I think it is built into us as humans that our thoughts quickly turn from whatever is going on around us to “What now?” Spend a little while trying to keep a child happy and entertained and it quickly becomes obvious that whatever they enjoyed ten minutes ago is now worn out and their question, either asked outright or implied, is “What now?” But it isn’t just with children. When things are going great in our life, we are looking for what new adventure we can have that will be even more exhilarating. When things aren’t going so well and we have problems our thoughts tend to be “Well, what now?”
I was reading the Gospel of Mark this morning and thinking of the twelve with Jesus when they entered Jerusalem for the final Passover with Him. Can’t you just feel the excitement they must have felt when Jesus had them to bring the donkey and he rode it into Jerusalem with people laying their garments along the way and singing “Hosanna in the highest” and “blessed is he who comes in the name of the Lord.” They must have felt this was finally the day they had been anticipating. Jesus would be made king and they would be his loyal servants. But when he simply entered the temple and left for Bethany it had to have been confusing. When he, the next day cursed the fig tree for having only leaves and no fruit it likely caused them to wonder what in the world was happening now? But when they showed him the beautiful temple with its massive stones and ornate drawings only to have him say, “I’m telling you not one stone will be left on top of another” they must have thought, “What now?” Jesus explained to Peter, Andrew, James and John that Jerusalem would be destroyed before that generation had passed. He told them they would be persecuted, but if they endured to the end they would be saved. In that discussion he also foretold the second coming that only the Father then knew when would take place.
In the coming days when they gathered for the last supper and saw Jesus institute the Lord’s Supper as a way to remember the sacrifice he would made on the cross they had to be wondering, “What now?” But their wonder would soon be answered when Judas led the mob to arrest him and the disciples were scattered. Peter followed from a distance but his cowardice got the best of him when he denied he knew Jesus three times. After one false and misleading charge after another Jesus was condemned to be crucified. The one who came to save the world was rejected by the world. Religious leaders who had taught the prophesies of the coming Messiah, now led the mob to take him to Pilate the Roman Governor where he would be crucified. Religious leaders cried out for his death instead of holding him up as Savior and Lord. It wouldn’t have been unreasonable at all if Jesus had simply said, “These people aren’t worth dying for” and have come down from the cross. But he stayed on the cross, willingly paying the price for our sins with the agony of the crucifixion. “He who knew no sin became sin for us that we might become the righteousness of God in him.” Surely that day when Joseph of Arimathea asked for the body of Jesus and buried his body in his own new tomb the disciples were asking, “What now?” Jesus had informed them over and over again what was coming but they hadn’t been able to hear and understand.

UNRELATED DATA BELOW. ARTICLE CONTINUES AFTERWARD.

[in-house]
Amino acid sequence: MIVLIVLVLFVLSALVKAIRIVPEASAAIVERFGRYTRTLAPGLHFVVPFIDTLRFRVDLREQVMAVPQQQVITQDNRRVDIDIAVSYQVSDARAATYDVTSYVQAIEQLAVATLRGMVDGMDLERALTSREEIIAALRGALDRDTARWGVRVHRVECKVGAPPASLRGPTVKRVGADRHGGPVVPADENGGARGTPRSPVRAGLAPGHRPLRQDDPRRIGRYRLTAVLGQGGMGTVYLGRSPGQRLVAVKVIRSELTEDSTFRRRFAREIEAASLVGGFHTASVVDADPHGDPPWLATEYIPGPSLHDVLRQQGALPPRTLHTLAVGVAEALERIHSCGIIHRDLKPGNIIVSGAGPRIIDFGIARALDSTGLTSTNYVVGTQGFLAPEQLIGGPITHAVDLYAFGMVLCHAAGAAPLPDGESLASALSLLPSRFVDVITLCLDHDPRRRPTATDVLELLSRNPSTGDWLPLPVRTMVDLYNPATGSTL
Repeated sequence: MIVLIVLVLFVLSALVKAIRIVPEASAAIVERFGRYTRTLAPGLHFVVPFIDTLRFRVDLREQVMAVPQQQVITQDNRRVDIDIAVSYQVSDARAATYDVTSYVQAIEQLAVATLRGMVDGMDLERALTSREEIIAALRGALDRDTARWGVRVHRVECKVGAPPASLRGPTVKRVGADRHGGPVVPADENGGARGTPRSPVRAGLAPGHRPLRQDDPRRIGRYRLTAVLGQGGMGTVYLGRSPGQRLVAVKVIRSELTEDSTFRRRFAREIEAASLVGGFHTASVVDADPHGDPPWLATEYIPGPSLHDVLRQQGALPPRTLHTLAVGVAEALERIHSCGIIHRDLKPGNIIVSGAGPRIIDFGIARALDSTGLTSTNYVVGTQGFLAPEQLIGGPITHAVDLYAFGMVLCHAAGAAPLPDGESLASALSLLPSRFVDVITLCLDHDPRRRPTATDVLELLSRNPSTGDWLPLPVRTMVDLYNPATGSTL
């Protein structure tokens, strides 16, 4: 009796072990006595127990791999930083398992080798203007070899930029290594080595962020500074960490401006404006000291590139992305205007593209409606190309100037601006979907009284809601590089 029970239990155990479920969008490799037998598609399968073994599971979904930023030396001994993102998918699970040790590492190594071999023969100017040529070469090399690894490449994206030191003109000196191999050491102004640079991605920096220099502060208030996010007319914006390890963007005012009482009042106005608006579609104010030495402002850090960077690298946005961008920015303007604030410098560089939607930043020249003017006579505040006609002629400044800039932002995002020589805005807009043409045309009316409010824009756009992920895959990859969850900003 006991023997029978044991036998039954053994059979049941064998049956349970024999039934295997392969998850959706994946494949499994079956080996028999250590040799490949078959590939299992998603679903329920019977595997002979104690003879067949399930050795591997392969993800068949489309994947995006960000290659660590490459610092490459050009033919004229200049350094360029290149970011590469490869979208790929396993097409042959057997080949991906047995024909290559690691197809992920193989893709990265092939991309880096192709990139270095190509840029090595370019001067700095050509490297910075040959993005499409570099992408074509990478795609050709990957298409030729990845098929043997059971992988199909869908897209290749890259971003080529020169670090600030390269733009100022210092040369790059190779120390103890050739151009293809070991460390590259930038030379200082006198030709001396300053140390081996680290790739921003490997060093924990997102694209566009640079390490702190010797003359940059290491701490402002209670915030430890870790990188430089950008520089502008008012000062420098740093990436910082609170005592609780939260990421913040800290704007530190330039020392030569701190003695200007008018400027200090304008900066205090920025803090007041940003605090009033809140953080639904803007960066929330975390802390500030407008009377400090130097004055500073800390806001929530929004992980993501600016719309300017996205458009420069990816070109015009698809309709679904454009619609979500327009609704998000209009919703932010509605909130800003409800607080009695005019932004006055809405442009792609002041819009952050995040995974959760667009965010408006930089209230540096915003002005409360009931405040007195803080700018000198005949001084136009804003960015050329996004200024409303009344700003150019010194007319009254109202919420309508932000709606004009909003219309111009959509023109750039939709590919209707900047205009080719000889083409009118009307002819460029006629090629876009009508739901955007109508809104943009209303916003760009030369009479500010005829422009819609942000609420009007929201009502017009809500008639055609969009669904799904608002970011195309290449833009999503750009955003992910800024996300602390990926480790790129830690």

On the first day of the week it was some women who came to the tomb early in the morning, not any of the twelve who had walked with him so long. Mary Magdalene, Mary the mother of James and Salome brought spices for his formal burial. On the way they wondered who would roll the stone away so they could reach the body. But there was no need. The stone was rolled away. Jesus’ body wasn’t there. An angel sat in the tomb to point out the place where they body had laid. These godly women rushed back to tell the disciples about Jesus being raised, but they didn’t believe their witness until Jesus appeared to them as well. Even then some doubted. I suspect when that day came when they stood with him on the Mt. of Olives and watched him ascend back to the Father in glory the question was still on their minds, “What now?”
I don’t know what tomorrow will bring for any of us individually. But I know ultimately the “what now” is that Jesus is coming back, not this time to pay the price for our sins again but to receive those who through faith have lived for him on this earth. He will come to judge the world of sin, righteousness and judgment to come. Ultimately the what now will be eternity either in glory with the Lord of glory or eternity away from God with the devil and all his angels. Only when we are with him in glory will there be no more concern for “What now?” Then all the things we have gone through will pass into insignificance and we will focus all our thoughts and glory one the one who paid the price that we too might be saved. Praise God, this “What now” is available for all people everywhere.